This building on North Main Street in New Paris, north of Market Street, has a history of more than 100 years. It was built in 1914 by Joe Coughman and Charles Markey. It was a Ford automobile agency and then became Willys-Overland. In addition to having a garage for repair service they sold farming implements made by Oliver and Massey-Harris. Kerosene and oil was also delivered to farmers through the Indian Refining Co. Later Dodge and Plymouth cars and trucks were sold. William Stiver and his three children purchased the building in 1920. Gas pumps were eventually added and the store was enlarged twice. William Stiver died in 1939 and two of his children took over ownership. For a while the post office occupied a small portion of the building. On Jan. 1, 1952, the store became known as Stiver’s General Store. It was more like a hardware store and cars and trucks were no longer sold, though repairs were still done. When the last of the three children died in 1976, the business was sold a year later to Hubert Bontrager. The last time I saw the building, it appeared to still be a hardware store at that time.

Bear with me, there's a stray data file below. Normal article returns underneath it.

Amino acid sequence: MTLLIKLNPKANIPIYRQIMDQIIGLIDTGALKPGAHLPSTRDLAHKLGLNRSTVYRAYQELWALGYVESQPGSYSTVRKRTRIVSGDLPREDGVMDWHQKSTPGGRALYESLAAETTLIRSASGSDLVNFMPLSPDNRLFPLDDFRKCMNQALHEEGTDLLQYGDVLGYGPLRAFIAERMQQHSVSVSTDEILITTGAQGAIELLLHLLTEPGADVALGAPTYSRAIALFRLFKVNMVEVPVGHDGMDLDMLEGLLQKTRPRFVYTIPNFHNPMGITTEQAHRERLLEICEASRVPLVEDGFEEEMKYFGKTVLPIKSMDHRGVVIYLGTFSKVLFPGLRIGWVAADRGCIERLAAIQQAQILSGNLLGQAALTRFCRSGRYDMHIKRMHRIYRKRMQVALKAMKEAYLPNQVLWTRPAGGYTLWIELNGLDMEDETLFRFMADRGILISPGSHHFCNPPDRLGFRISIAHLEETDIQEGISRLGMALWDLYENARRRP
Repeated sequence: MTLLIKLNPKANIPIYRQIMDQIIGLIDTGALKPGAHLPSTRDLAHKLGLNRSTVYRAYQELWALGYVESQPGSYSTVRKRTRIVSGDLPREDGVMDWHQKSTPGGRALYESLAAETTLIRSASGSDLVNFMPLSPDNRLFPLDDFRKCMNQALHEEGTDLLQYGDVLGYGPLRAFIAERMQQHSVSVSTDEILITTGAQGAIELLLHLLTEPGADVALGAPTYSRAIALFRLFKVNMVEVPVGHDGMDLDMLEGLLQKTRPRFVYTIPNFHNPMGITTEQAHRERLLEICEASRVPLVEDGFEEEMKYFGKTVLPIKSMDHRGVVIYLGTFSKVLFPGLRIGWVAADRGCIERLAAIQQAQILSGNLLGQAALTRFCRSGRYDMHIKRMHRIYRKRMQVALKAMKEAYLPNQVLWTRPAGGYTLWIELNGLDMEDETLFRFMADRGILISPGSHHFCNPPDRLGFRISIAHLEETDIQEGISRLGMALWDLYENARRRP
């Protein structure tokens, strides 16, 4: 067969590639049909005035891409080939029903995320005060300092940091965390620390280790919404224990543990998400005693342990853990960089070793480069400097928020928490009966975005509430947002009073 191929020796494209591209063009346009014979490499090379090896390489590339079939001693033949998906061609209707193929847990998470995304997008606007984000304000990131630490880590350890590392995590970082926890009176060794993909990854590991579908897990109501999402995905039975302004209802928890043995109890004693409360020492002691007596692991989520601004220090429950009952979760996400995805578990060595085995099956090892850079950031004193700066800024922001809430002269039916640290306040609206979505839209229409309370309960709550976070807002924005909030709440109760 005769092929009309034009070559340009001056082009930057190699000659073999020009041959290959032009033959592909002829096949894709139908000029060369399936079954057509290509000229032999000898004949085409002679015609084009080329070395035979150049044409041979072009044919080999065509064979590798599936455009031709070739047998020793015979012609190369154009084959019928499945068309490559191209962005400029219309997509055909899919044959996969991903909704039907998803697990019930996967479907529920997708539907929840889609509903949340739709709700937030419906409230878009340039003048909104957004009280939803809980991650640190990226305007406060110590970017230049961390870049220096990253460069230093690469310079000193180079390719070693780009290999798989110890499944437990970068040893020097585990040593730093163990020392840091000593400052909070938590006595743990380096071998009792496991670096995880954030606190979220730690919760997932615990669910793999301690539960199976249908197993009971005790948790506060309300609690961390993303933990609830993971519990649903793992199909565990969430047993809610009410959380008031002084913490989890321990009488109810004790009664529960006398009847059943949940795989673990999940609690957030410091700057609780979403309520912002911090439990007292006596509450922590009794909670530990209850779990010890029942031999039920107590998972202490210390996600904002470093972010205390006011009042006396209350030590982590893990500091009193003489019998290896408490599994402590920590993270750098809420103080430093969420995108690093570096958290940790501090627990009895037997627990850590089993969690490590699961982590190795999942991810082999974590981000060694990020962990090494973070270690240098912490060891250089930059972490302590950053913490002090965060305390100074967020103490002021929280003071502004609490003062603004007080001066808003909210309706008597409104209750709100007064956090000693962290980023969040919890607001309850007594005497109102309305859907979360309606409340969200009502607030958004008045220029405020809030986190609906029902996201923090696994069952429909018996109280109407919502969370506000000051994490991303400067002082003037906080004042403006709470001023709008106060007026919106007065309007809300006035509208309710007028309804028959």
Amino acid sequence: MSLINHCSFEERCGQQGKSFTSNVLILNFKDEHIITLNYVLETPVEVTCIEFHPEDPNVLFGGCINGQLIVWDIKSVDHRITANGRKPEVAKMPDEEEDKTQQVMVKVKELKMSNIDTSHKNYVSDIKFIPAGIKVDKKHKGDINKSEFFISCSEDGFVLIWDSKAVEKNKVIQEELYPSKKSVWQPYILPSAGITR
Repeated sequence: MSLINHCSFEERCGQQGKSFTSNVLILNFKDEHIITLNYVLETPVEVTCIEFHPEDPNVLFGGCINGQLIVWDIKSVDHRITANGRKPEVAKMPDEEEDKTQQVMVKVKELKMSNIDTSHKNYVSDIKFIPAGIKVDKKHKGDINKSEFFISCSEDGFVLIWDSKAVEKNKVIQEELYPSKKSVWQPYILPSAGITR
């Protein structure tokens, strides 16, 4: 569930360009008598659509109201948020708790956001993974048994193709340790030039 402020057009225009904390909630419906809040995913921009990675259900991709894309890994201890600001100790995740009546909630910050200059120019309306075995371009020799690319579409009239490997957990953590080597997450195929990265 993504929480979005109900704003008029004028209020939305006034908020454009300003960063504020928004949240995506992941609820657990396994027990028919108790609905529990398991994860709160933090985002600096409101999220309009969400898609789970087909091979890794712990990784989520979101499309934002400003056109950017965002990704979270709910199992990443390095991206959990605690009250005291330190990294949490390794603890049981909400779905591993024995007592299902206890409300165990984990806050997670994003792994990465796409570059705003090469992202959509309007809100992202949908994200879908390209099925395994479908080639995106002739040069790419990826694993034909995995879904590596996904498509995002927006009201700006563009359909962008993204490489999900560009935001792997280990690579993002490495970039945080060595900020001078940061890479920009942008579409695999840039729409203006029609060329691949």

By now you have probably figured out I have an interest in old barns. I did not grow up on a farm and don’t claim to know much about farming, but these barns have quite a heritage worth noting. Some barns, such as the one in the photo this week, have stood for easily more than 100 years. Actually this barn is closer to 200! It now stands on Conner Prairie, which in my opinion is one of the best history museums anywhere. I was told by the director of marketing at Conner Prairie the barn was built in the 1820s in Hamilton County. Conner Prairie is located in Hamilton County so obviously the barn wasn’t moved very far to get there. This barn has an old rustic look to it that just gives it a historic feel. Barns were often built for multiple purposes and stored hay, feed, animals and equipment. They were built to last, too. One wonders how many storms this barn has endured and it still stands. A wagon could have been driven into one side and out the other, making it more convenient for the farmer. It would be interesting to know who originally built the barn.